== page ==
Thermal compound (sometimes known as thermal interface material, or TIM) is the stuff used to fill in the microscopic gaps between the processor and the mechanical heat sink in computers and other electronic devices. It is designed to maximize the contact surface area and remove air gaps, which are bad for heat transfer and can lead to overheating and failure of the device.
There are different types of thermal paste, which differ in their material composition and performance characteristics. Generally, good thermal compounds provide low bond line and eliminate air, which is a poor conductor, from the interface between two surfaces. They also ensure low thermal resistance and high heat transfer. Some of the more advanced ones, such as carbon-based diamond thermal paste, are five times more effective than silver in transferring heat and are electrically insulating.
Consumer-level thermal compound based on silica and silicon usually has good performance and is adequate for most desktop PCs, but it may not be enough for overclocked machines. Some enthusiasts go to great lengths to improve the quality of their thermal compound, experimenting with silver, exotic oxides and other additives. Some of them even use liquid metal thermal compounds, which have very high conductivity but are not cheap and require careful handling.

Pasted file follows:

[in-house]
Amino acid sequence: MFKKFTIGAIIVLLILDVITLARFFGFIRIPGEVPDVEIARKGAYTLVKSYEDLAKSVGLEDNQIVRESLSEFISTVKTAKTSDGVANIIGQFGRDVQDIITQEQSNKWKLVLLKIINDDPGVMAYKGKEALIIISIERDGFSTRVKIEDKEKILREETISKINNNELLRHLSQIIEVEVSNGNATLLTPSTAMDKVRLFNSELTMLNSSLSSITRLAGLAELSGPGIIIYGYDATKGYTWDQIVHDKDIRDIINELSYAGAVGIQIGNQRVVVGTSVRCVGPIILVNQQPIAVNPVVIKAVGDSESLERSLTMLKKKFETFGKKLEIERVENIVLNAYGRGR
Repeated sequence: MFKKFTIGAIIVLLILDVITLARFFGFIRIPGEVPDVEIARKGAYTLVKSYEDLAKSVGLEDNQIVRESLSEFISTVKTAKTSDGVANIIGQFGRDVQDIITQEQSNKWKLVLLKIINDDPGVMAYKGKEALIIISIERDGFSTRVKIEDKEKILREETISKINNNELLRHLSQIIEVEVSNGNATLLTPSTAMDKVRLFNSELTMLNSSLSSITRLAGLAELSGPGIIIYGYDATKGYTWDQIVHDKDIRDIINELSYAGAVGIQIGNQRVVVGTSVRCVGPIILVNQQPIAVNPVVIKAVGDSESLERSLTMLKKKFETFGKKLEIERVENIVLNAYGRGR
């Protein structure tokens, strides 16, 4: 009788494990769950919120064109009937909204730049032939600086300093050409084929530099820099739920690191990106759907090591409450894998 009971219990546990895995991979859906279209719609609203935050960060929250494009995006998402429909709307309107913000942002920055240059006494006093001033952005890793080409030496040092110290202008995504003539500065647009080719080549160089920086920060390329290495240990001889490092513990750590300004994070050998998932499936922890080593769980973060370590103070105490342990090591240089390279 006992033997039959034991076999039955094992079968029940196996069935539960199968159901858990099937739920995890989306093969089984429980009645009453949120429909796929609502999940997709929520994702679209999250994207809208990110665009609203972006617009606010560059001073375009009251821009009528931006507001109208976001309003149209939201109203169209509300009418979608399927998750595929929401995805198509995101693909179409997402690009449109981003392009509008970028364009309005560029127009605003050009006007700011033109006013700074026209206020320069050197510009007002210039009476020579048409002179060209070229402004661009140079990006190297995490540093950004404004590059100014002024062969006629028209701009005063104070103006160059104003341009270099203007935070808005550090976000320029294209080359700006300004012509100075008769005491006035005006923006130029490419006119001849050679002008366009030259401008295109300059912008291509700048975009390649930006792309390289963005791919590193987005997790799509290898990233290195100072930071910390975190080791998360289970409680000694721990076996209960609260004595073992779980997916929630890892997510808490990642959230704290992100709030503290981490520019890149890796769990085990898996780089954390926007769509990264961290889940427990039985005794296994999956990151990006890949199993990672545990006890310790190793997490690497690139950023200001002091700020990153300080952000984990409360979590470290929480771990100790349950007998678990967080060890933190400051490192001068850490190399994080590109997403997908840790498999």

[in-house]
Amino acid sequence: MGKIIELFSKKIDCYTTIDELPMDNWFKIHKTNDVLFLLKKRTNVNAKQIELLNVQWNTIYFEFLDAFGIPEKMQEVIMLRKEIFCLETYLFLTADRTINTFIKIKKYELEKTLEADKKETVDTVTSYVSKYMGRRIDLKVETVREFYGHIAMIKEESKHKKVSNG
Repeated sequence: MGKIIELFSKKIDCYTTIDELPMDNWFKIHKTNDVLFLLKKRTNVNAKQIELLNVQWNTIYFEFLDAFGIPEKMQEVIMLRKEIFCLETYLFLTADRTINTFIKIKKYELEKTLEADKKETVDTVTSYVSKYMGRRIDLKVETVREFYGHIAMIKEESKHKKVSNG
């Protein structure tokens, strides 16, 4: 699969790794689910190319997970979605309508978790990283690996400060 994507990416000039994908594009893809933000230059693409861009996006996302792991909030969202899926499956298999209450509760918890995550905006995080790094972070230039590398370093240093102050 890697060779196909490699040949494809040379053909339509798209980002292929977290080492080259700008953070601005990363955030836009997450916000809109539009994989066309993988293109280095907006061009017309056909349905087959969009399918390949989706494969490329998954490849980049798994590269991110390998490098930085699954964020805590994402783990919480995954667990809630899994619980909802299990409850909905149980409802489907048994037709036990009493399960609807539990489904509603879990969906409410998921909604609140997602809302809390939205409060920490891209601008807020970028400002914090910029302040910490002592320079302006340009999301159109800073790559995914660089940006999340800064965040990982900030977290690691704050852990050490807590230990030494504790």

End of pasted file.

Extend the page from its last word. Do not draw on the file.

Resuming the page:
It is important to use only a small amount of thermal compound when applying it, which means putting less than a pea or BB size dot of it on the center of the CPU top. Using too much will create an air gap, while using too little will not be very effective. It is also a good idea to look for a thermal compound that does not dry out or lose its pliable properties with time, as ordinary cheap white grease can do.